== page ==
Logistical challenges remain as shipments of the vaccine begin in the US.
Shipments of the Pfizer-BioNTech vaccine were sent distribution points across the United States on Sunday, with injections set to begin in the most pivotal moment since the COVID-19 pandemic began.
Cruise operators Carnival Corp and Royal Caribbean Cruises rose 4.7% and 3.1%, respectively, in premarket trade, while stocks of major airline operators rose between 1.5% and 3.0%, with American Airlines Group leading gains.
The travel and leisure industries were among the worst hit by restrictions on movement due to the pandemic and unsurprisingly are reacting positively to any vaccine-related news.
Elsewhere, Alexion Pharmaceuticals Inc surged 31.3% and was set to hit a 4-1/2 year high after drugmaker AstraZeneca said it would buy the U.S. biotech firm for $39 billion in one of this year’s biggest mergers. AstraZeneca’s U.S.-listed shares fell 5.8%.
Shares of delivery firms FedEx Corp and United Parcel Service Inc, which are leading the vaccine distribution project, rose about 1.7% and 1.9%, respectively.
U.S. stocks had already rallied over the past few weeks with the S&P 500 touching a series of record highs as markets bet on the quick approval and roll-out of a vaccine.
Nevertheless, uncertainty over more fiscal stimulus had hindered gains. Last week the Senate approved a one-week extension of federal funding to avoid a government shutdown and to provide more time for negotiations on coronavirus relief.
The U.S. government is prepping millions of doses of Pfizer–BioNTech’s coronavirus vaccine for shipment to sites across the nation in support of what may be the most ambitious immunization program in history.
FedEx and the United Parcel Service will play crucial roles in distributing the vaccine, which is fragile and requires special treatment. Shipments will get priority access at airports. If a plane with vaccines is coming in for landing, other passenger planes will have to circle and wait their turn.
Unlike the other vaccine candidates, Pfizer’s is especially difficult to store and ship as it needs to be kept incredibly cold, as in minus 94 degrees Fahrenheit, in a sealed box, with dry ice.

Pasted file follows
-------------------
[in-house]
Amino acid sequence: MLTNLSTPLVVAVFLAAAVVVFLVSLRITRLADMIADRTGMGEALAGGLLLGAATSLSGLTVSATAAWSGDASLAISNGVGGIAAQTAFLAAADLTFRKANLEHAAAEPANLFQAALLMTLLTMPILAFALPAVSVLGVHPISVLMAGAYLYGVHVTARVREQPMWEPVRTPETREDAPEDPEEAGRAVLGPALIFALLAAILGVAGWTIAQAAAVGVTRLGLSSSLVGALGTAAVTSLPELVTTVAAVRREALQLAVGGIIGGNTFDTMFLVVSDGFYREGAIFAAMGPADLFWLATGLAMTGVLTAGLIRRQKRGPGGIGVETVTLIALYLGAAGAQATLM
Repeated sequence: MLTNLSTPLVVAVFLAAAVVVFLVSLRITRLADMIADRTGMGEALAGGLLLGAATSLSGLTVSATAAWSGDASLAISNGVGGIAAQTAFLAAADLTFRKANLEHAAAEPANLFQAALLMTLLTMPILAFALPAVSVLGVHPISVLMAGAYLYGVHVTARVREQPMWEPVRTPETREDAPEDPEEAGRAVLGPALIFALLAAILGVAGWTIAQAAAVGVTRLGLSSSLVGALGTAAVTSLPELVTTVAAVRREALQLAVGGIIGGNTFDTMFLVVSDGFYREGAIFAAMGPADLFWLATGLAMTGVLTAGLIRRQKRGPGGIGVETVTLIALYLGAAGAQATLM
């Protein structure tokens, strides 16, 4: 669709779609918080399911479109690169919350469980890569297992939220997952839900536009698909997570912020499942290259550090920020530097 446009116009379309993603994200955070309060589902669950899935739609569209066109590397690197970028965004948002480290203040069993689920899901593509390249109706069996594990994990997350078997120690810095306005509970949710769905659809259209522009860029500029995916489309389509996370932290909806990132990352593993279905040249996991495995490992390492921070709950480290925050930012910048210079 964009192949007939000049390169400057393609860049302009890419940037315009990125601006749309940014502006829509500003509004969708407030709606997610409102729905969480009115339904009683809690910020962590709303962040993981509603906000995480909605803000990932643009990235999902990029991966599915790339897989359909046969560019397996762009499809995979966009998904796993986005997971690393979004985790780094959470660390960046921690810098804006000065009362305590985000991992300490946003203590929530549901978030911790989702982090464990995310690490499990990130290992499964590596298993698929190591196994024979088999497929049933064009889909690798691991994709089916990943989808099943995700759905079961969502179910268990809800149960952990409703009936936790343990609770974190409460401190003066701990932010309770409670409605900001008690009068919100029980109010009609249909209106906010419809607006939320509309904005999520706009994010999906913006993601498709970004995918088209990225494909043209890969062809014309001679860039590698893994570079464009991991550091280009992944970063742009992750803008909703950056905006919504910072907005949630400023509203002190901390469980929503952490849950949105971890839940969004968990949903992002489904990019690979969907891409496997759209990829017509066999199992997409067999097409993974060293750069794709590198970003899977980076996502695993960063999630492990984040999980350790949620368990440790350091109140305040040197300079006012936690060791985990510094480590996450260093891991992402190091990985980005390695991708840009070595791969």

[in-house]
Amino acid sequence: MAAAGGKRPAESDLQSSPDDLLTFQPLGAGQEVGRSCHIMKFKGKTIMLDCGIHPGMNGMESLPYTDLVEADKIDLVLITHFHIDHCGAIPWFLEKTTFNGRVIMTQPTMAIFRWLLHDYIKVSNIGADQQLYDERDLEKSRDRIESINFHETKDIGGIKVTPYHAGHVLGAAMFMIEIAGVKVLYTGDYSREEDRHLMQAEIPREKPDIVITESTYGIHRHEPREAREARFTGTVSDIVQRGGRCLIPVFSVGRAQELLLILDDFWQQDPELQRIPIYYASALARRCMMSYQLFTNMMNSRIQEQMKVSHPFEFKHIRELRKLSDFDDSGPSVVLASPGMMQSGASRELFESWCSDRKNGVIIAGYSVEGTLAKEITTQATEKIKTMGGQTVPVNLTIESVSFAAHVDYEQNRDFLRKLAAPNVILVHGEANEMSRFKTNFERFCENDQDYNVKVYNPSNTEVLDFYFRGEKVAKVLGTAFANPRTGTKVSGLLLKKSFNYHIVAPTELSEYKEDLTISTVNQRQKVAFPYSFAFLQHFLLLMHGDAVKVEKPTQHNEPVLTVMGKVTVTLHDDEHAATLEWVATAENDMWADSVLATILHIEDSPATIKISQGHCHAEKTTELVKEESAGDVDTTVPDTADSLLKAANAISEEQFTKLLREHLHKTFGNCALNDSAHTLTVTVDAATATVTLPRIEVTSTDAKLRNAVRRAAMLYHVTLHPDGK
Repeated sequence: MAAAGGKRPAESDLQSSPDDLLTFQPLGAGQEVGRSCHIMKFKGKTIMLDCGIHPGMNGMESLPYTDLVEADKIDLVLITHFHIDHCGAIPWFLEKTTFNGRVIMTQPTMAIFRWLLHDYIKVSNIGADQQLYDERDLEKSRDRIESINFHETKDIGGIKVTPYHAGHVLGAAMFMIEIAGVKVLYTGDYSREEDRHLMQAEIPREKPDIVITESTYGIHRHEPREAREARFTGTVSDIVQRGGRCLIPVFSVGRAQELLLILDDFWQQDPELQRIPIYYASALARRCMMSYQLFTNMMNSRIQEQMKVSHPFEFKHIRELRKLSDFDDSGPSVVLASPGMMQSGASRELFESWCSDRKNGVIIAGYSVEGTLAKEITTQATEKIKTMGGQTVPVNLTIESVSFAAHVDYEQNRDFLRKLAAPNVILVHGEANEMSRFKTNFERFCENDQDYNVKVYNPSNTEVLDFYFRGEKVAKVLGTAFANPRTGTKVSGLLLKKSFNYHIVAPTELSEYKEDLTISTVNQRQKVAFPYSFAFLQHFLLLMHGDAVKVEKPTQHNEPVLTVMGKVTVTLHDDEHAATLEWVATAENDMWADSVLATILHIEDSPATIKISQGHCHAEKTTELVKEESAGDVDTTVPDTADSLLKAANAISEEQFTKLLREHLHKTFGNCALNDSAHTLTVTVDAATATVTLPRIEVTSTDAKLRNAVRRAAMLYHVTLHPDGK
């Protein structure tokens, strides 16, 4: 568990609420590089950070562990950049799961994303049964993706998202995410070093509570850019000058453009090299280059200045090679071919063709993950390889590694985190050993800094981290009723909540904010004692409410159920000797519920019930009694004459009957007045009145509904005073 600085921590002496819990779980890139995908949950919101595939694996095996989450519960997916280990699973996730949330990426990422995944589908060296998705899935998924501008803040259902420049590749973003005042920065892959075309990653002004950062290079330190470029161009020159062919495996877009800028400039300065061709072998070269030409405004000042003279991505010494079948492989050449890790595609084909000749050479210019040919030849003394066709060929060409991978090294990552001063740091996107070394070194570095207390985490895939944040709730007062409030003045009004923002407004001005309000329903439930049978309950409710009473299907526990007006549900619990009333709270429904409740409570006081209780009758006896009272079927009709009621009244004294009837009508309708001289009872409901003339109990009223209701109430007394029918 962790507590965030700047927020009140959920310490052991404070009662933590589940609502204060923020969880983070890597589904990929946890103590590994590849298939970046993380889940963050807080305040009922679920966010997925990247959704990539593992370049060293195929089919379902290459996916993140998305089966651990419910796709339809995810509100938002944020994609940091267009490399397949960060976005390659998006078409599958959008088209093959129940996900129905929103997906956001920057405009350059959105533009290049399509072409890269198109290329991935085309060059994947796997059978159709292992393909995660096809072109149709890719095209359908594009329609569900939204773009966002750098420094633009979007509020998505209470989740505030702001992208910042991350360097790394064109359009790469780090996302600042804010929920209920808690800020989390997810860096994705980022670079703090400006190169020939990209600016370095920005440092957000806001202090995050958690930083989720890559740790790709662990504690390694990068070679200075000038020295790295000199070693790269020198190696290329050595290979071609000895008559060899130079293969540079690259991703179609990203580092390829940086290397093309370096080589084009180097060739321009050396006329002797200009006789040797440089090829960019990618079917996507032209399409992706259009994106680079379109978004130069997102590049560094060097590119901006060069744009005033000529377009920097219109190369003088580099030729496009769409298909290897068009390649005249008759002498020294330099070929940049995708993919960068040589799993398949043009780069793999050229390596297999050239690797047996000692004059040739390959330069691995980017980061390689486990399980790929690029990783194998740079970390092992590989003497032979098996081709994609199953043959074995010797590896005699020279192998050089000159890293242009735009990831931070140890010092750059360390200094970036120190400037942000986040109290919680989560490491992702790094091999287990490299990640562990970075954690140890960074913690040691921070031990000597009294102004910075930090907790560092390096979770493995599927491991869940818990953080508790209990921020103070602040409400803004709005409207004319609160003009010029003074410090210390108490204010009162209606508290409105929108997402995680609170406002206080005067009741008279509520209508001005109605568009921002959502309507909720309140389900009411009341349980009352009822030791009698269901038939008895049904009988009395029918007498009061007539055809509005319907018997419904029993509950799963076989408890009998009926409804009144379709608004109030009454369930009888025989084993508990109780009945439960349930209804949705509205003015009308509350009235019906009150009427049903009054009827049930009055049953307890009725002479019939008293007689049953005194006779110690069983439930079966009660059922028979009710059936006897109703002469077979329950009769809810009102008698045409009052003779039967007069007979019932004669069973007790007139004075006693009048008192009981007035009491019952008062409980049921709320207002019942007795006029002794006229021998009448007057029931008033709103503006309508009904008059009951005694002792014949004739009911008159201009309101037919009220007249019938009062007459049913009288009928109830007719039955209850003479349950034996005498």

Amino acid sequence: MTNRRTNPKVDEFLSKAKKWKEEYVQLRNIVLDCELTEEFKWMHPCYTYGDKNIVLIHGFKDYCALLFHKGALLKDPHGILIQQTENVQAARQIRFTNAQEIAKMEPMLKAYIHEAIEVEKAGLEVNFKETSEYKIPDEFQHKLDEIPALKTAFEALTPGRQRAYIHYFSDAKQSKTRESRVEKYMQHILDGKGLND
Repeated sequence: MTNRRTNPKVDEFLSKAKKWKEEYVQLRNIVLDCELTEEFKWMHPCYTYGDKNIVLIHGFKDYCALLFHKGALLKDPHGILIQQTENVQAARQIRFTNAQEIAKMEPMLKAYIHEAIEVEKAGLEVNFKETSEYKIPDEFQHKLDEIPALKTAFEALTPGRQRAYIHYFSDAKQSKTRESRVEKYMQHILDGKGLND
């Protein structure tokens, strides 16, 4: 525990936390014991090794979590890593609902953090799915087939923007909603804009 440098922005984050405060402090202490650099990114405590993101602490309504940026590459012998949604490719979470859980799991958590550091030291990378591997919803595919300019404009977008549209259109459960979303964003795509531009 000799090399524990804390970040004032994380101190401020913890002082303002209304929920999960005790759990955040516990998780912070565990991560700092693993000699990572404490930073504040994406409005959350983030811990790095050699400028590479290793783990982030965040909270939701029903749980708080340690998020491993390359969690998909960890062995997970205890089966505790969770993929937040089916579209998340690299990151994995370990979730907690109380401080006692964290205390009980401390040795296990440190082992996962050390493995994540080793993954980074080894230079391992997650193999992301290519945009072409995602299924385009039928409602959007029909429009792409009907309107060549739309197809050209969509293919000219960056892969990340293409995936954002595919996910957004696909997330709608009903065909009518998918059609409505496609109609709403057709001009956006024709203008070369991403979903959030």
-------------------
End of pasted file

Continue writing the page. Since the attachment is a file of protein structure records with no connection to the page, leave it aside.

That suitcase-sized box, something they call a “thermal shipper,” contains anywhere from 1,000 to 5,000 doses. These custom thermal shippers act as mobile freezers for clinics that don’t have the necessary specialty equipment.
FedEx and UPS have been enlisted to transport the thermal shippers from Pfizer storage sites in Michigan and Wisconsin to 64 states, territories, and major cities across the nation.
Both companies have spent years building up their health-care logistics businesses, so they already have systems in place to allow for special handling of fragile medical products. Furthermore, the two companies have collectively hired 170,000 additional employees to keep pace with demand. They said the vaccines would get the highest priority of all of their deliveries.
Both UPS and FedEx will use high-tech tracking devices to monitor packages carrying the vaccine, both to ensure speed of delivery and the safety of the product itself. These built-in systems will detect motion, light exposure, as well as temperature and GPS.
Local governments concerned
There are still a range of obstacles ahead, however. States and cities say they are worried about what happens when the vaccine arrives on their doorstep.
While the government has spent about $10 billion to develop the vaccine, so far, states have only received $200 million from the CDC for distribution purposes. Another $140 million is expected to be distributed in mid December.
Nevertheless, CDC director Robert Redfield told a Senate panel in September that, “it’s going to take somewhere between $5.5 [billion] to $6 billion to distribute this vaccine. It’s as urgent as getting these manufacturing facilities up.”
State health officials have asked for even more than that. They are requesting at least $8.4 billion for Covid-19 vaccination distribution.
Distribution comes as state and local governments are more strapped for cash than ever, amid increased expenses due to the pandemic and lost tax revenue.
The vaccine is here. But the hard work is just beginning.